Trust Holders: Who Should Complete a Self Assessment?
Many of those involved in trusts are required to complete an annual Self Assessment tax return. While conventional income is taxed at source, for example through the PAYE system, most trust income is paid gross – that is, before deductions. The Self Assessment process helps to ensure that all relevant tax is paid properly.
Self Assessment can seem like a hassle – and, in fact, trustees and others are often required to fill in additional pages that regular self-employed people do not have to worry about. But it is important to remember that you have a legal obligation to complete your Self Assessment if you are deemed to be required to do so.
It can seem difficult to determine who is required to complete a Self Assessment. So, as someone involved in the trust process, will you need to fill in a tax return?
TrusteesIf you are a trustee, you will need to complete a copy of form SA900, entitled the Trust and Estate Tax Return. In order to ensure that you receive this form at the correct time, you are expected to register as a trustee with HM Revenue and Customs if you think that the trust will have to pay Income Tax or Capital Gains Tax. You should fill in form 41G for this. Both forms are available from the HMRC website.
BeneficiariesIf you derive income from a trust, you will have to declare this to HM Revenue and Customs. Depending on your circumstances, you may then be due a refund or required to pay some tax.
The forms that you need to fill in will depend on the trust type. If you are not sure what sort of trust you are a beneficiary of, you should ask the trustees. They may fill in a copy of form R185 for you, which will give you some of the information you need to complete your own tax returns for HMRC.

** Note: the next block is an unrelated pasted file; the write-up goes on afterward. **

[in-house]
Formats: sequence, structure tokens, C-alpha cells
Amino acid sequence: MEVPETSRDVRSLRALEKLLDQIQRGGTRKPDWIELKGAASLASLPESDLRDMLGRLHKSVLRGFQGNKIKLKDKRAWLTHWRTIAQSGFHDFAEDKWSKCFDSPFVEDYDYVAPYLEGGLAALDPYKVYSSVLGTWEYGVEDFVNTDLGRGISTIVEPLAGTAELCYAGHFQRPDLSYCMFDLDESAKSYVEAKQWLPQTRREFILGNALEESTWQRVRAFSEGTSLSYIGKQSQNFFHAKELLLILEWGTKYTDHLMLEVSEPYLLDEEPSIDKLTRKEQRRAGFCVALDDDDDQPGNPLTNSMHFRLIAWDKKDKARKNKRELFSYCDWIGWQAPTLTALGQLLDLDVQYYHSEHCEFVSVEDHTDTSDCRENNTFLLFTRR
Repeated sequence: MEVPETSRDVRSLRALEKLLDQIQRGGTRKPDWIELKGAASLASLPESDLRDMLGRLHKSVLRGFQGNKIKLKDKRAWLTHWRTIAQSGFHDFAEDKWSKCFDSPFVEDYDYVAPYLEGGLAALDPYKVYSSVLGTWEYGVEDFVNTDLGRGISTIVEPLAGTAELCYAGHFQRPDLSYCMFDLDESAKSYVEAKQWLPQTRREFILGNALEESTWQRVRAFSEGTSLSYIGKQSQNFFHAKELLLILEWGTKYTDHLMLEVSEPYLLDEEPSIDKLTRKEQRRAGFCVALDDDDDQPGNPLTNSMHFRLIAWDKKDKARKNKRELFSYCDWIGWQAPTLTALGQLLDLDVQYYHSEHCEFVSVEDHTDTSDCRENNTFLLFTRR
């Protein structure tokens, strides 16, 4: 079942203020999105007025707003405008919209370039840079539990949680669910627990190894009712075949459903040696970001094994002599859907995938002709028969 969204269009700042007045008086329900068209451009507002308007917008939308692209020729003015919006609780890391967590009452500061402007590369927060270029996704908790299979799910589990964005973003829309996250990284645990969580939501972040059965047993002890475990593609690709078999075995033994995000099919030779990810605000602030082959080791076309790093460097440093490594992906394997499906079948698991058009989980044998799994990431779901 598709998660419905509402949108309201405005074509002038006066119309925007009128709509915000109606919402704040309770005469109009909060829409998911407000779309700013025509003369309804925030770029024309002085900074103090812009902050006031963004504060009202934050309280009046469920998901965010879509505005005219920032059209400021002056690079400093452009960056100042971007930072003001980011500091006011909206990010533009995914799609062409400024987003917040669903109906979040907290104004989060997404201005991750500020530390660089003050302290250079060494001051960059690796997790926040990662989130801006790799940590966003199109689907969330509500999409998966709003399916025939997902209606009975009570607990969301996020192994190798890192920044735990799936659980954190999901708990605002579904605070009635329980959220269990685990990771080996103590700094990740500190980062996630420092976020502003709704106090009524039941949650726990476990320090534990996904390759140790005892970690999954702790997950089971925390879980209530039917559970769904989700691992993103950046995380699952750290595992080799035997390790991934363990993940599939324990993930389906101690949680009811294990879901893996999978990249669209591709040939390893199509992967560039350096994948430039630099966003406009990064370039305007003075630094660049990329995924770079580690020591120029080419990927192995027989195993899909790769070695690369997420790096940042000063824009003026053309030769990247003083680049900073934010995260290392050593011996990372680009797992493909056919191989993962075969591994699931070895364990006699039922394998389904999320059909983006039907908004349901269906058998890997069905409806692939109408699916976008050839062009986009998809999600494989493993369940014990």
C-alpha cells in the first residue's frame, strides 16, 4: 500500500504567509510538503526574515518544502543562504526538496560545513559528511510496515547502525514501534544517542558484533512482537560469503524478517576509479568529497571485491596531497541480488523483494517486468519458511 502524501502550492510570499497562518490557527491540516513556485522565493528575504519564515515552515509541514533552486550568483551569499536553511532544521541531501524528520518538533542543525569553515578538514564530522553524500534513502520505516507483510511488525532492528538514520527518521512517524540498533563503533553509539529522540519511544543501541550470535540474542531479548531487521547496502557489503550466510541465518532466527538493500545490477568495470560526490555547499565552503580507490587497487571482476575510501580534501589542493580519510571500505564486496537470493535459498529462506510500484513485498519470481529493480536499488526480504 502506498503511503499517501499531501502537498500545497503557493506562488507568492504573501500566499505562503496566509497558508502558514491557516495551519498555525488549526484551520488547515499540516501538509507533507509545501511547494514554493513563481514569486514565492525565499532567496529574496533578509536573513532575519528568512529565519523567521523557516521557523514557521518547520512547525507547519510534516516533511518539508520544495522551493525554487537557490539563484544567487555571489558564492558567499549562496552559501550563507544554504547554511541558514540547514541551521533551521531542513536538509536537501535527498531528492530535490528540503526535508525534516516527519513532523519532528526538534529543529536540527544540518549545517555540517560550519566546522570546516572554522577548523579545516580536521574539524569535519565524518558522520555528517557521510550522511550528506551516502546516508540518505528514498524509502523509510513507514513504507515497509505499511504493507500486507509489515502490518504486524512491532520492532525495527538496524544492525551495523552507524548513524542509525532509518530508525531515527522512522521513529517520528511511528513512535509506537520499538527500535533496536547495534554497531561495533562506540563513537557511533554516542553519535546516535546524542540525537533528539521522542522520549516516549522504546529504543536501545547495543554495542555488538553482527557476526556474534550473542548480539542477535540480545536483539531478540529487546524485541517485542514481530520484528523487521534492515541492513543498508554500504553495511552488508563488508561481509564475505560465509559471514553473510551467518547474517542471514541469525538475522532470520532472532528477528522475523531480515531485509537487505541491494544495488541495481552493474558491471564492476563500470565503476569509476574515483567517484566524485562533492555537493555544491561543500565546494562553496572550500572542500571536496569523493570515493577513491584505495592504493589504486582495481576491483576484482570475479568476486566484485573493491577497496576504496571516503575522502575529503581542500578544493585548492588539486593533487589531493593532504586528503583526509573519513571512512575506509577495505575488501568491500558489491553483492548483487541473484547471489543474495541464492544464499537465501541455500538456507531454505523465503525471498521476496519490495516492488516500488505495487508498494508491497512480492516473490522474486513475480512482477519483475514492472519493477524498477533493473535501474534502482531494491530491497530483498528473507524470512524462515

You need to register for Self Assessment with HMRC; details of how to do this are available on articles elsewhere on this site. In addition to the regular Self Assessment form, you will also need to complete Supplementary Pages SA107. If you think that you will be due a tax refund, you should also complete form R40 giving details of your claim.
SettlorsAs a settlor, you will be transferring assets out of your own name and into trust. As a result, you may have some Capital Gains Tax (CGT) to pay. This is levied when you dispose of an asset, and it has increased in value during the time that it has been in your possession.
CGT can also be reported on the Self Assessment; again, you will need to register with HMRC in order to receive this. It is important to remember that you will also have to report any income that you derive from the trust if you are a beneficiary as well as a settlor.
HM Revenue and Customs can give general guidance on your tax responsibilities, but they cannot give specific advice. If in doubt you should speak to an accountant, or to your local Citizens Advice Bureau.